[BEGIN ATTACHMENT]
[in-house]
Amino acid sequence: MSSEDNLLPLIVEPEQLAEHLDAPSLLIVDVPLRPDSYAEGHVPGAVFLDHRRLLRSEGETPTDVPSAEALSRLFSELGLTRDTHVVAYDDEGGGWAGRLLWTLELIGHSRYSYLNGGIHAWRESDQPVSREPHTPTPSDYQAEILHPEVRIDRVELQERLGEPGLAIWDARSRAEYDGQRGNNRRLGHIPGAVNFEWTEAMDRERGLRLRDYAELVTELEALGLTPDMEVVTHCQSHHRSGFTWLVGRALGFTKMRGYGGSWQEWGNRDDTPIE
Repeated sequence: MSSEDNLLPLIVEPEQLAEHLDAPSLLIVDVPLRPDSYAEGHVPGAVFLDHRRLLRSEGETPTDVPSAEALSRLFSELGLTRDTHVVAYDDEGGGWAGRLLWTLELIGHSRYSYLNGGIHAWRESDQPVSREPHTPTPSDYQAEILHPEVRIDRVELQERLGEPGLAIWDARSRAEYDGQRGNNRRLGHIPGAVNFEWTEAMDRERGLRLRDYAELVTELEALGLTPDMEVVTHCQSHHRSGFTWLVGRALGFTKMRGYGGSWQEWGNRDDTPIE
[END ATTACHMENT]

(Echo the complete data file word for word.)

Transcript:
[in-house]
Amino acid sequence: MSSEDNLLPLIVEPEQLAEHLDAPSLLIVDVPLRPDSYAEGHVPGAVFLDHRRLLRSEGETPTDVPSAEALSRLFSELGLTRDTHVVAYDDEGGGWAGRLLWTLELIGHSRYSYLNGGIHAWRESDQPVSREPHTPTPSDYQAEILHPEVRIDRVELQERLGEPGLAIWDARSRAEYDGQRGNNRRLGHIPGAVNFEWTEAMDRERGLRLRDYAELVTELEALGLTPDMEVVTHCQSHHRSGFTWLVGRALGFTKMRGYGGSWQEWGNRDDTPIE
Repeated sequence: MSSEDNLLPLIVEPEQLAEHLDAPSLLIVDVPLRPDSYAEGHVPGAVFLDHRRLLRSEGETPTDVPSAEALSRLFSELGLTRDTHVVAYDDEGGGWAGRLLWTLELIGHSRYSYLNGGIHAWRESDQPVSREPHTPTPSDYQAEILHPEVRIDRVELQERLGEPGLAIWDARSRAEYDGQRGNNRRLGHIPGAVNFEWTEAMDRERGLRLRDYAELVTELEALGLTPDMEVVTHCQSHHRSGFTWLVGRALGFTKMRGYGGSWQEWGNRDDTPIE